Umkonto w Sizwe had adopted the use of sabotage i order to avoid loss of life e n and had explained t i i its manifesto : hs n
W e of Umkonto we Sizwe have always sought to achieve liberation without bloodshed and c v l clash.W e hope,even a this l t hour,that.our first actions wl awaken everyone to the ii t ae il realisation of the disastrous situation to which the Nationalist policy i leading.W e hope that s w wl bring the government and is supporters to their senses before it is too late,so that e il t both the governmentand its policies can be changed before matters reach the desperate stage of c v l war. ii

With a reference to the very real fear that he and the other accused might be sentenced t death,Mandela concluded h s speech with a fresh declaration of the o i confidence i his b l e s : n eif
During my lifetime I have dedicated myself to the struggle of the African people. I have fought against white domination, and I have fought against black domination. I have cherished the ideal of a democratic and free society i which al persons l v together i n l ie n harmony and with equal opportunities.It i an ideal which I hope to l v for and to achieve. s ie But i needs be,it i an ideal for which I a m prepared to die. f s

A t r hearing the speeches and explanations of the accused the judge gave his fe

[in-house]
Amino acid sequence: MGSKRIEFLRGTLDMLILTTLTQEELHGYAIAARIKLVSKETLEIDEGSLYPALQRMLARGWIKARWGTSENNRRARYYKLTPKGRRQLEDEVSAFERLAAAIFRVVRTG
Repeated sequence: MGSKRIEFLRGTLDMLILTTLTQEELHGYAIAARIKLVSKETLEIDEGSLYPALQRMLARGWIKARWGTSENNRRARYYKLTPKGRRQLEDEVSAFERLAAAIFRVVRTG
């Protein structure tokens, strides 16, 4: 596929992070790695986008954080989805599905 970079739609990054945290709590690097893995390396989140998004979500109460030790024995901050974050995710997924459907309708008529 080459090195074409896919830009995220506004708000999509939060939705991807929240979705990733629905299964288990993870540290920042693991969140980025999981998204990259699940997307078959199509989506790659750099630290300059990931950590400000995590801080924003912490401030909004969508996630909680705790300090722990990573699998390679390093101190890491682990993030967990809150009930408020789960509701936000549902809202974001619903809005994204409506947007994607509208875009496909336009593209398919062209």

l verdict. The crime of which he found al but one guilty was, he said,essentially high treason,but he would not impose the death sentence.Six Africans,one white man and one Indian were sentenced t life imprisonment. o The prisoners started their sentenceethe non-whites on Robben Island. As Category D prisoners they w r allowed only one letter and one half-hourvisit ee every sx months and, on the grossly inadequate food, would have to do hard i labour. As soon as the verdict was announced another spate of explosions damaged post offices and pylons, and an attack was made on the walls of Johannesburg jail-sabotage, relaxed during the period of the t i l was t ra, o continue. O n 1 August 1967, 0 R. Tambo, deputy president of ANC and 9 . J. R. D. Chikerema, vice-president of the Zimbawe African People’s Union (ZAPU)announced a military alliance between the two organizations. The fighting of which they spoke heralded the new armed phase of the struggle for which the ANC had been preparing since 1960.Resistance had not been crushed.

Xhosa school i the Transkei n

Racism and apartheid in southern Africa


The Case of the Twenty-two
From May 1 6 t December 1970, marathon case involved twenty-twopeople 99 o a accused of offences under the Suppression of Communism and Terrorism A t cs and others arrested with them,held and interrogated by the security police. This is sometimes called ‘TheCase of the Twenty-two’. Among those arrested was ie ee Winnie Mandela,wf ofNelson Mandela.Three detaineesw r released,nineteen acquitted. But acquittal is not necessarily .the end i South Africa. Winnie n Mandela,for example,was subsequently kept under house arrest.

P r Elizabeth strike ot
In March 1971 a meeting of thousands of Coloureds i Port Elizabeth protested n a threatened fare increases ofup t 30 cents on the buses which carried them the t o six mls t and from work. There also w r other grievances about housing ie o ee shortages and conditions,and wage levels. Police opened fire on the crowd and shot eleven people.One of the injured was a pregnant woman, shot through the stomach. The people of Port Elizabeth boycotted the buses, walking to and from work every day for three months i response t the fare increases. n o

Trial of the ‘Pretoria six’